While the potential for optimised bacterial leaching operations is much higher in the developing countries - dumps can be reconstructed, heaps built at new mine sites and future projects may benefit from concentrate leaching - they also pose a huge challenge. This is largely because mining companies are very rigidly structured and bacterial leaching technology development requires a multidisciplinary team which must work in close cooperation with the production right from the very beginning. Under these circumstances, the advantages of a planned approach to investment in the technological capabilities needed for developing such projects are clear. Furthermore, given the complex, extensive and multidisciplinary requirements involved, it is evident that these investments are best spread across firms and institutes or even across countries. Indeed, this is precisely what Chile is doing at a national level and the Andean Pact countries at a sub-regional level.
II. THE ANDEAN PACT COPPER PROJECT
The Andean Pact Copper Project particularly warrants analysis in this respect since it is one of the few examples of the development and application of bacterial leaching technology within the Third World. A specific strategy of technology capability development was designed to achieve this. Essentially, it involved the utilisation and development of local resources and skills in the area of bacterial leaching augmented by the international acquisition of technology from both the advanced industrialised nations and among developing countries of the sub-region.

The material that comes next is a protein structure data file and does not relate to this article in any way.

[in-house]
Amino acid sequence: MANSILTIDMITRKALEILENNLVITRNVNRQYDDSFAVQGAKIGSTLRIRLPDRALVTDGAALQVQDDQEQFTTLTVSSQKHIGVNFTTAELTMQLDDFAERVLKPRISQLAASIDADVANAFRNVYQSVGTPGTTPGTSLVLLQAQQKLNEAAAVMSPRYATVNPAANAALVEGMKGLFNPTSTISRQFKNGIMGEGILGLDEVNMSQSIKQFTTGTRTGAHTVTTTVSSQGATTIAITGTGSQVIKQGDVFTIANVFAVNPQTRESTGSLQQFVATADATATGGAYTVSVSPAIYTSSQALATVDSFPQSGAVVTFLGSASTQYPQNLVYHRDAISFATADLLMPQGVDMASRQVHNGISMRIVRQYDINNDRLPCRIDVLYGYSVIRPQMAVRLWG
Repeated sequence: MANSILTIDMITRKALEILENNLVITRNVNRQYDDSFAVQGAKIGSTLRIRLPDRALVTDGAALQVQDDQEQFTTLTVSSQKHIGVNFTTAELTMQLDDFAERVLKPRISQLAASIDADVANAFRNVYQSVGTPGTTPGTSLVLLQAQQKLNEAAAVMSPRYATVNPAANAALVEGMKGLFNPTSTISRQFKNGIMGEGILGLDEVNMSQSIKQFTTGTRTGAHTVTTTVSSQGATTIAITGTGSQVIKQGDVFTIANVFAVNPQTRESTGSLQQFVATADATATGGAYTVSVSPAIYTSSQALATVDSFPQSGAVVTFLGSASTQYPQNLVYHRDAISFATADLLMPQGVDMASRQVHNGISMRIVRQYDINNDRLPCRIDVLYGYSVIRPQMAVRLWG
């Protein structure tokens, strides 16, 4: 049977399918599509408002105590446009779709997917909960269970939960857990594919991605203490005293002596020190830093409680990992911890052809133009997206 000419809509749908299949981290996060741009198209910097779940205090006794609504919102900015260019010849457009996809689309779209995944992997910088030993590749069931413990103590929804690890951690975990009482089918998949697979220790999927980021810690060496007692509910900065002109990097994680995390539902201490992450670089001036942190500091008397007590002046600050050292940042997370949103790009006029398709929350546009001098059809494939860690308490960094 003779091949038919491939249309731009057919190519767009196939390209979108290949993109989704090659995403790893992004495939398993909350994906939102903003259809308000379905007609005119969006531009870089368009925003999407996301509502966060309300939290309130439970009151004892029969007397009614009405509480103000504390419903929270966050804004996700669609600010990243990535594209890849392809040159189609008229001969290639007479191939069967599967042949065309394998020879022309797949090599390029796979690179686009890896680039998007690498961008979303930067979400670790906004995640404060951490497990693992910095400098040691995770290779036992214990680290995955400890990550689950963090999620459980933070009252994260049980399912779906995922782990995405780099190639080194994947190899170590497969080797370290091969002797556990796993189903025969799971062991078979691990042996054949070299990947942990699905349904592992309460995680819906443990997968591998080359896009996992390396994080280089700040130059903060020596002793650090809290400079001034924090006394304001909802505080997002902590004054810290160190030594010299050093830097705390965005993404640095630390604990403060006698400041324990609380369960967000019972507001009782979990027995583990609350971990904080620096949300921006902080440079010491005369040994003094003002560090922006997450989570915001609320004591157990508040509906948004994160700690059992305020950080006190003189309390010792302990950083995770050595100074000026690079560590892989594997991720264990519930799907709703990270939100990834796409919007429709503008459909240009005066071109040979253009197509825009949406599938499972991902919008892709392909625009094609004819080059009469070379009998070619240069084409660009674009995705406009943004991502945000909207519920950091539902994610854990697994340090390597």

The project was designed to solve the problem of recovering copper from low grade ore and waste dumps. It was a collaborative project involving only Bolivia and Peru;9 COMIBOL and the IIMM participated in the former country and CENTROMIN, MINEROPERU and INGEMMET in the latter.10 The Copper Project was one of the four technology development projects undertaken by the Andean Pact as part of a general programme for the planning of the local generation of technology; the others being the Tropical Woods Project, the Food Project and the Rural Project.11 These were conceived of as projects aimed at copying, adapting, and creating technology through joint efforts to achieve specific economic and social objectives within the framework of regional integration.
The Copper Project was originally designed to achieve the following two objectives12:
No alternative technique was considered during project selection since currently no other method is feasible for treating previously unexploited ore. However, account was taken of the process of copper production itself and sub-projects were undertaken involving copper oxide leaching through chemical means, solvent extraction and electro-winning, that might complement bacterial leaching. Since Decision 87 of the Board of Cartagena Agreement emphasised bacterial leaching as the core of the Andean Pact Copper Project, this is the focus of the present analysis.
An 18-month planning period funded by unconditional assistance from the IDRC13 to the Andean Pact’s Technology Policy Group proved to be crucial to the project’s success. The funding permitted the Project Coordinator who was a trained metallurgist, to visit technology suppliers in Canada and the Federal Republic of Germany, as well as industrial bacterial operations in the United States. A preliminary survey was made of both the technical possibilities of applying bacterial leaching in the region and the political willingness and existing capabilities of firms and institutes which could participate.